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It’s fair to say the past two weeks have been among the most challenging we’ve faced as leaders in healthcare. Despite all of our respective preparation, scenario-planning and effort to get ahead of disaster, we still find ourselves in a very strange new world – the world with COVID-19. Our plans and preparation are paying off, yet, we are facing an enemy that is in many ways unknowable until it reaches our community. We can’t fully anticipate what the local impact will be.
We want our community to know we are working together to preserve your health. Our area hospitals are actively communicating to look at the best use of resources, expertise and facilities in the region. And we are connected into even wider networks of expertise, such as the The Hospital and Healthsystem Association of Pennsylvania, the PA Department of Health, and the Centers for Disease Control (CDC). We are listening, learning and taking action based on the best guidance available, with the resources we have available.
It’s not a secret there is a nationwide shortage of shortages of medical and protective equipment and supplies such as disposable masks, gowns, gloves, shoe covers and test kits. Your local healthcare facilities are working through these supply chain challenges daily. At this moment, local hospital volumes are actually lower than normal, so our supply levels are safe, though we continue putting all our effort into getting the additional supplies needed for a surge of patients with respiratory illness.
You’ve likely heard by now the symptoms of COVID-19: fever, dry cough and shortness of breath emerging 2 -14 days after contact exposure to coronavirus. The symptoms range from mild to severe. We strongly encourage patients with symptoms of shortness of breath, cough, and fever, PLUS a history of exposure to a confirmed COVID-19 patient to seek medical attention by calling your primary care doctor or the PA Department of Health. Patients with serious symptoms, such as severe shortness of breath or difficulty breathing, or those that are in critical condition and require emergency transport should call 9-1-1 and mention to the operator that they are having these types of symptoms.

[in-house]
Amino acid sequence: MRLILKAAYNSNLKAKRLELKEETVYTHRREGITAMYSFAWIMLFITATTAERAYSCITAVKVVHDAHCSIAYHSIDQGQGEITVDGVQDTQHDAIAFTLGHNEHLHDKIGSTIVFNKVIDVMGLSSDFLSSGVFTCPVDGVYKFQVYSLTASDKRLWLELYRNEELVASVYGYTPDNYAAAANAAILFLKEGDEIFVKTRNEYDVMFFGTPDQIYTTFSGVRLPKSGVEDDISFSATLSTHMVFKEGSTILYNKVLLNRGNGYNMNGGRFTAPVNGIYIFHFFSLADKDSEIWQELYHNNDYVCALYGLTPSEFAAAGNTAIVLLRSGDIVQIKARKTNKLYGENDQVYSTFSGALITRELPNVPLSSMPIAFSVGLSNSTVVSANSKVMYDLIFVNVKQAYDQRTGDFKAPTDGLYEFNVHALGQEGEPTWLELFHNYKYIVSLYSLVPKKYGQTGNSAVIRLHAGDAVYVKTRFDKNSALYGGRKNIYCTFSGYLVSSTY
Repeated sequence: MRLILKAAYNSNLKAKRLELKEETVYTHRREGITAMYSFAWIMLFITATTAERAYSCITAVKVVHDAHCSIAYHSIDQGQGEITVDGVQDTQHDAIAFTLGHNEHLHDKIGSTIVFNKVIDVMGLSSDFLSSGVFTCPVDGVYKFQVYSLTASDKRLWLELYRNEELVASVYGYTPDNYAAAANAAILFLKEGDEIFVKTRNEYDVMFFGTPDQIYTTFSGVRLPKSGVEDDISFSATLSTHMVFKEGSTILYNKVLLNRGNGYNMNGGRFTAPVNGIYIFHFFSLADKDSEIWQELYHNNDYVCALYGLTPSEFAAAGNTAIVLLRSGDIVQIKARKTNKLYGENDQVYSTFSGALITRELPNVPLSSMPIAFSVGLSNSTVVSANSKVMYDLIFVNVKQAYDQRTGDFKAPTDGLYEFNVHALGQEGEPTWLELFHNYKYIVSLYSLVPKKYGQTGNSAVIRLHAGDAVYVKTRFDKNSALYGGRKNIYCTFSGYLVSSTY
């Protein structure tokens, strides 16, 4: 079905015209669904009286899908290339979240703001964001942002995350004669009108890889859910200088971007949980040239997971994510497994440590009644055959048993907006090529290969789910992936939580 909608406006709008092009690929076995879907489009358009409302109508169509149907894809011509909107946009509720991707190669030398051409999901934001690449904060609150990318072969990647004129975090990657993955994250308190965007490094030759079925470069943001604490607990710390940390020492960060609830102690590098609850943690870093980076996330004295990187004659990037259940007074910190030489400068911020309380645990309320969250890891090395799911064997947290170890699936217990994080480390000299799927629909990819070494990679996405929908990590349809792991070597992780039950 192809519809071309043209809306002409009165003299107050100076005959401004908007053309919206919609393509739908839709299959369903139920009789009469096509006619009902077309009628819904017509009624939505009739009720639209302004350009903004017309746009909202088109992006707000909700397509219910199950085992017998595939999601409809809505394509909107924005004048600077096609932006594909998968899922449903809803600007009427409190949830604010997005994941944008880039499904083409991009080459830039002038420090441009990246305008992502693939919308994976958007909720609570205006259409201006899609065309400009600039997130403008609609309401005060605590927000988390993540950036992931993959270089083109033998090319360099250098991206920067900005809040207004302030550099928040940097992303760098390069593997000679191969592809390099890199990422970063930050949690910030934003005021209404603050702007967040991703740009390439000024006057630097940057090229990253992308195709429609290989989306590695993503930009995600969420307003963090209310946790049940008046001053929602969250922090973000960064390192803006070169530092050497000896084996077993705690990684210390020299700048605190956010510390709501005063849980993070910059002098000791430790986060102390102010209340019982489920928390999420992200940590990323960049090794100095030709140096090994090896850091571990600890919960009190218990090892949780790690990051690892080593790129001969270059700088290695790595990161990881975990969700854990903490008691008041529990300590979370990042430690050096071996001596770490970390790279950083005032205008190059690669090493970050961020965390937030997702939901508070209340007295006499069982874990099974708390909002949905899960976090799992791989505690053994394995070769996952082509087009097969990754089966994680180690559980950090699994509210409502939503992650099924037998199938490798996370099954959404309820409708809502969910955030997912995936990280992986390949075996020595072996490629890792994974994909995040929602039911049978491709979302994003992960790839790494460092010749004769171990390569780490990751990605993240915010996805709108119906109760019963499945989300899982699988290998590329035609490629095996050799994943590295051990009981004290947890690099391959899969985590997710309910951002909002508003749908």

We are prepared. Every hospital response doesn’t look the same, but through our health care continuity model, we’ve been planning, training and exercising for surge events (including infectious outbreaks like pandemic flu and COVID-19) for years. Right now, it is important to caution the community against panic, and to avoid the behaviors that overwhelm the healthcare delivery system. That includes unnecessary testing and spreading false information.
Patients with lesser symptoms without known exposure to a confirmed COVID-19 patient should contact their primary care physician’s office for advice, rather than visit an emergency department or urgent care to request testing. Your doctor might not recommend getting a test because your history doesn’t fit the guidance for COVID-19. Or, if your symptoms are mild your physician may recommend you stay home, rest, monitor symptoms, and avoid contact with others for 14 days, without getting tested. Why?
Broad, universal testing for COVID-19 is not indicated at this time based on PA Department of Health and CDC best practice recommendations. We need to conserve supplies of both testing materials and personal protective equipment (PPE) for healthcare personnel for the appropriate patients. This also helps us conserve hospital and ICU beds, supplies and other resources so that we are able to support our sickest patients. We’ll keep evaluating the local need for mass testing to respond in a way that fits this region. The screening and testing operations in other markets might not be needed here, or, they may look different as we adapt best practices for our needs. Learning and sharing, not comparing, is how we’ll stop the spread.
Healthcare facilities are also encountering new challenges in keeping up with the pace of information internally and externally. We are adapting and implementing protocols we haven’t had to put in place before, and working to quickly communicate these changes with staff. All the while we find ourselves in a daily battle to counter misinformation on social media and protect patient privacy. We ask the community to trust credible sources such as the PA Department of Health and the CDC instead of social media posts, even those of friends and neighbors, and to recognize that privacy is important, even in a very public health crisis.
Each facility is prepared to treat and protect patients, protect our staff, and maintain our supplies. These steps range from limiting visitors to limiting elective treatments and tests, and many other proactive measures. We do this hoping for the best, but preparing for the worst. We are confident our healthcare workforce is capable and ready. You can help them by using good judgement, practicing social distancing and hand hygiene, helping us preserve supplies, donating supplies if you have them, and communicating with local leaders to let them know how important this issue is to you.
Tom Kurtz, President, Chan Soon-Shiong Medical Center at Windber
William E. Caldwell, Market President, Conemaugh Health System
Stephen A. Wolfe, President and CEO, Indiana Regional Medical Center